Plants love biosolids - hops, wheat, switchgrass, fir trees...the list is long and the supply of biosolids is endless. Using biosolids as a fertilizer and soil builder replicates our earth's natural process of recycling nutrients and organic matter.
Nature’s recipe for healthy plants
Biosolids contain not just one or two nutrients, but all 16 nutrients that a plant needs to grow big and healthy. For nearly 40 years, biosolids have returned the nutrients that we consume to grow crops, reclaim mine lands, improve timber growth and revitalize landscapes.
Biosolids are worth their weight in gold
Biosolids have monetary value to farmers as well - an estimated $49 per dry ton in fertilizer replacement value of nitrogen, phosphorus, potassium and sulfur (based on field trials conducted by WSU, OSU and University of Idaho).
Gardens in the city
Urban gardens have used biosolids to turn concrete jungles into a flourishing green oasis. Biosolids help bind metals and turn soils stripped of organic matter into a foundation where plants can grow. Biosolids in urban gardens gives you both safe soil and healthy plants.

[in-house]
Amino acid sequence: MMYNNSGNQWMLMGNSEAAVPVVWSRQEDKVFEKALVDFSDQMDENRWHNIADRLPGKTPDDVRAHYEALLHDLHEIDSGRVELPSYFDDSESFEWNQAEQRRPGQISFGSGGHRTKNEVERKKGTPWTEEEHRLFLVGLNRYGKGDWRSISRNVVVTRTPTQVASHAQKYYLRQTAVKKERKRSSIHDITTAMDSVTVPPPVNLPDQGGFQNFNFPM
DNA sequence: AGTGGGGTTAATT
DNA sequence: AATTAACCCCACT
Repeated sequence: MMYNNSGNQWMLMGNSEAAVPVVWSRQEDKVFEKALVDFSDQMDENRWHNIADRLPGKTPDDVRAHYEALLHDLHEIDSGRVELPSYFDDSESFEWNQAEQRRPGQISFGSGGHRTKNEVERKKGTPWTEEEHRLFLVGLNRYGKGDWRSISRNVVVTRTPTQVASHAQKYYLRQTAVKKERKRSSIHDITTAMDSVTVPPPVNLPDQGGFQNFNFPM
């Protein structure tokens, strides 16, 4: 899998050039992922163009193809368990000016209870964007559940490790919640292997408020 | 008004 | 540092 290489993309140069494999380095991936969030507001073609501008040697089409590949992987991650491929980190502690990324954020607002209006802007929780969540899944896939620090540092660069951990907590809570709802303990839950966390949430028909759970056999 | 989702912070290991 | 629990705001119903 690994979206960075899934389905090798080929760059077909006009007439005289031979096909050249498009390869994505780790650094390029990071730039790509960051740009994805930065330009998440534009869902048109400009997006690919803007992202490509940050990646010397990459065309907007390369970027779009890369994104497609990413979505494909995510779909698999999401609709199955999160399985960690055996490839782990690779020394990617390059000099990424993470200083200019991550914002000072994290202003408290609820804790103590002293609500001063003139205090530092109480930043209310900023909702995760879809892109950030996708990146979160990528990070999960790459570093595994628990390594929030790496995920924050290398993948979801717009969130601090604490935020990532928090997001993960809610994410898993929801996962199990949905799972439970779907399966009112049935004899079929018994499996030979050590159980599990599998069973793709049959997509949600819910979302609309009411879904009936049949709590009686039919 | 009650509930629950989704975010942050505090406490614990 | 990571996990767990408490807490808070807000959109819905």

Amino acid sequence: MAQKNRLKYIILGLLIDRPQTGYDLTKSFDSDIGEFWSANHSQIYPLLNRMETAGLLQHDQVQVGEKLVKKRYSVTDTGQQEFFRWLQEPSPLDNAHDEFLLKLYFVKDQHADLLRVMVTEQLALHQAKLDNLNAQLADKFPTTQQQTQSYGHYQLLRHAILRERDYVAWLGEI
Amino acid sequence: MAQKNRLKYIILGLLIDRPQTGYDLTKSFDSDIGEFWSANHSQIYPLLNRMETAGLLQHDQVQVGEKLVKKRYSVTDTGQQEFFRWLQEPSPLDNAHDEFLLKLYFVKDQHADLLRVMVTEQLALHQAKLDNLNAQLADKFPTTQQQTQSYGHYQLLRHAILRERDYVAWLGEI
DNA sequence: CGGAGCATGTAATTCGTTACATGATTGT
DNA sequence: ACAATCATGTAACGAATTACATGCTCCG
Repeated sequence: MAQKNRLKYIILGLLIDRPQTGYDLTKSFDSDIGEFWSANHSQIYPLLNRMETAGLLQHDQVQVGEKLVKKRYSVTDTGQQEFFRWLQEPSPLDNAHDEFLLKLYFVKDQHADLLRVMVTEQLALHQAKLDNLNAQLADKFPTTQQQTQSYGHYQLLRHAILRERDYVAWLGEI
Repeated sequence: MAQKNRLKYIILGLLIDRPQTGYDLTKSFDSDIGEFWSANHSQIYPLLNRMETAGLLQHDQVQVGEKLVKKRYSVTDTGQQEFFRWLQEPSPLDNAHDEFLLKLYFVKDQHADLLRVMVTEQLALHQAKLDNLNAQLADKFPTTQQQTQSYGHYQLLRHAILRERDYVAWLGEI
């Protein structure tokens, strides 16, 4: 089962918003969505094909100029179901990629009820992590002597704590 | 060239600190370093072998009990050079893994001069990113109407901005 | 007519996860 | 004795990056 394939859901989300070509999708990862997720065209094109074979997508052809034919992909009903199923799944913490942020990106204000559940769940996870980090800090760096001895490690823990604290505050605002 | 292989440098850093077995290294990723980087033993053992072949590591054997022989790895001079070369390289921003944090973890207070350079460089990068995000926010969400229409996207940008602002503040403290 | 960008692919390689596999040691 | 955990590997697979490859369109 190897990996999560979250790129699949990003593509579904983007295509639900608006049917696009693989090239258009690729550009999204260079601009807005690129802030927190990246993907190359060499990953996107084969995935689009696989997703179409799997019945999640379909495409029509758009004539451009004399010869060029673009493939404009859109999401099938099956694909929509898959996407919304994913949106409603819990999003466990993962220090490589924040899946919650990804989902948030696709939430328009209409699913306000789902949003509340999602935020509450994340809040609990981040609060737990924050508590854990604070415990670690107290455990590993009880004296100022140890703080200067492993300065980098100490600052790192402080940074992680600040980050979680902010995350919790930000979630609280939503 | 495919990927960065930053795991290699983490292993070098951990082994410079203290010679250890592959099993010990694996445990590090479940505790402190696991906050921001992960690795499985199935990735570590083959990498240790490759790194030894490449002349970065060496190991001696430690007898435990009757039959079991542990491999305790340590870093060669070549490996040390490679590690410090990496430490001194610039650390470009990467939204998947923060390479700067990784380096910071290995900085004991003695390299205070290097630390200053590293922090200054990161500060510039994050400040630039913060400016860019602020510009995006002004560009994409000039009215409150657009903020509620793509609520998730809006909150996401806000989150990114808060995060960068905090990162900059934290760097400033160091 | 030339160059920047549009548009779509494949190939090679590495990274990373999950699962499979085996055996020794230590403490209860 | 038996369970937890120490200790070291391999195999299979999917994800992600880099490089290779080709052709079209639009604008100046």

Want to make your rhododendrons the envy of all your neighbors?
Research by Oregon State University shows that biosolids composted with woody material is the very best way to make your rhodies thrive.
Researchers tested 9 composts on rhododendrons, azaleas, and blueberries and found that compost made with biosolids was the only one that met and exceeded the professional growing standard.
When asked why they chose GroCo compost made with Loop®, it was clear that closing the Loop was just one of the reasons faithful customers look to GroCo - here is what they had to say:
- I learned about it at the garden show - NO WEED SEEDS!
- It is rich and nutritious for the plants and because it is composed of recycled materials!
-It's natural and safe for pets (Francisco shown here)
Biosolids serve as a filter for soil
Rain gardens and engineered ditches with special plants, called bioswales, use natural processes to help store, drain, and clean stormwater. Plants and soils are great natural treatment centers for stormwater that not only grow beautiful plants, but also help protect our local water bodies and keep our salmon safe. Special soil mixes are used for these stormwater projects, and the University of Washington wanted to see if composts made with biosolids could be used. Biosolids have a lot of nutrients that are great for growing plants (but not so great for our local water bodies). The researchers wanted to see how biosolids performed, and what performance standards could be used. So far, compost made from biosolids has similar performance to other commonly used composts. This study is still in progress, so stay tuned for updates!